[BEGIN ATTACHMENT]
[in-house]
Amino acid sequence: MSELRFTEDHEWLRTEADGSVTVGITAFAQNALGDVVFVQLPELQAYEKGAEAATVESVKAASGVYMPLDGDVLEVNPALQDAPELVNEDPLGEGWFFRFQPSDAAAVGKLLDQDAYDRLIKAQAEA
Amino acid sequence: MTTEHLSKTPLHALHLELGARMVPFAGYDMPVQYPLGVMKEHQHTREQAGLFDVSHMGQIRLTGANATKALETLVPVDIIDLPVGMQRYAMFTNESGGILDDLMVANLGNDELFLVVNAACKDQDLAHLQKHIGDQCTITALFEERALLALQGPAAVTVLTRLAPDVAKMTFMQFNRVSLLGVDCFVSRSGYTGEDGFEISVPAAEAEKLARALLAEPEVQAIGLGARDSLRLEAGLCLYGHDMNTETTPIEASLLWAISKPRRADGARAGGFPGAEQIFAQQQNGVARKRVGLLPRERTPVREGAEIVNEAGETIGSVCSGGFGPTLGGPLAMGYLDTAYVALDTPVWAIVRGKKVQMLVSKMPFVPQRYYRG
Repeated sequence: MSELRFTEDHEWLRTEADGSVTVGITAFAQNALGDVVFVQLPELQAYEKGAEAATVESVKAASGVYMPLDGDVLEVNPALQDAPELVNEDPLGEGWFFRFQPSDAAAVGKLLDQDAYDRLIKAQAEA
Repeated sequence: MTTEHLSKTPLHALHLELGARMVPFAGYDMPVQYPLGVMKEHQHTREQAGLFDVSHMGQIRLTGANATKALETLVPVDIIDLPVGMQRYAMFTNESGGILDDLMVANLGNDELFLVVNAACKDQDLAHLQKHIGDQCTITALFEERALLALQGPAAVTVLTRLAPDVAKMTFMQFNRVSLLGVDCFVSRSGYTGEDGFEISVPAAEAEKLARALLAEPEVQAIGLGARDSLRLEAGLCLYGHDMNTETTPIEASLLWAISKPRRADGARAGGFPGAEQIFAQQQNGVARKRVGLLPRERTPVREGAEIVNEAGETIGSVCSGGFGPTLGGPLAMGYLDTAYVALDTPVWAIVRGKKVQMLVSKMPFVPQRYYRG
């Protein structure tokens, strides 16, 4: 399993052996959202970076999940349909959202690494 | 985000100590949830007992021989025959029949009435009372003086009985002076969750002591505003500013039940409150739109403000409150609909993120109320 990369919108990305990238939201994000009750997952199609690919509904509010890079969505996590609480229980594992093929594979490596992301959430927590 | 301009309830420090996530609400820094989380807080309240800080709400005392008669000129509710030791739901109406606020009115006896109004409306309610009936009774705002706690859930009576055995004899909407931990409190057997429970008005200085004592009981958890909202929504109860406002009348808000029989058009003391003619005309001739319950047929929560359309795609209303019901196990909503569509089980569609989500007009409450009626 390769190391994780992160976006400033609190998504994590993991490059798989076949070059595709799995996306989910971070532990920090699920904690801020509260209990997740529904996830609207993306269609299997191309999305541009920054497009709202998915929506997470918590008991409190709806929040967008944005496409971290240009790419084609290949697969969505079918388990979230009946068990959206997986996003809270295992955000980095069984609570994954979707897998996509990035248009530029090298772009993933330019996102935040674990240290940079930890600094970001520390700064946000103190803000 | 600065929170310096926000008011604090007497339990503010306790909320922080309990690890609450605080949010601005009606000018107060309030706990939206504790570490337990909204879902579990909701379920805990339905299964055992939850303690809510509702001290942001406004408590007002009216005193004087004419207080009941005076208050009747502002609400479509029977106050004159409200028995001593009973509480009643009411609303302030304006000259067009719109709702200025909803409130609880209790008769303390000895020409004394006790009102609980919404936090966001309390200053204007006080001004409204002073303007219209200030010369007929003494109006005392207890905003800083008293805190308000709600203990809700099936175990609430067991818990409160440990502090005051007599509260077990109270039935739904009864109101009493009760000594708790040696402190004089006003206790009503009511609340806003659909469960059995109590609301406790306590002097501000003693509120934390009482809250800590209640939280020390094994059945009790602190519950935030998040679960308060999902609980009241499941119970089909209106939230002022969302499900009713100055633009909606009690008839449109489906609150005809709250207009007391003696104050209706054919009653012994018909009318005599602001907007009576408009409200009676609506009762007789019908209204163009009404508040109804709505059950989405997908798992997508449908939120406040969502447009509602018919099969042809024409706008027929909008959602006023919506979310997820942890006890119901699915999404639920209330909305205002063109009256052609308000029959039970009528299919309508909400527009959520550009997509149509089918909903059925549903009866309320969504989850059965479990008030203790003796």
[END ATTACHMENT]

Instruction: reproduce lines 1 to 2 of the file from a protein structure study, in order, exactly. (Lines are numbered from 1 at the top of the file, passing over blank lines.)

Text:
[in-house]
Amino acid sequence: MSELRFTEDHEWLRTEADGSVTVGITAFAQNALGDVVFVQLPELQAYEKGAEAATVESVKAASGVYMPLDGDVLEVNPALQDAPELVNEDPLGEGWFFRFQPSDAAAVGKLLDQDAYDRLIKAQAEA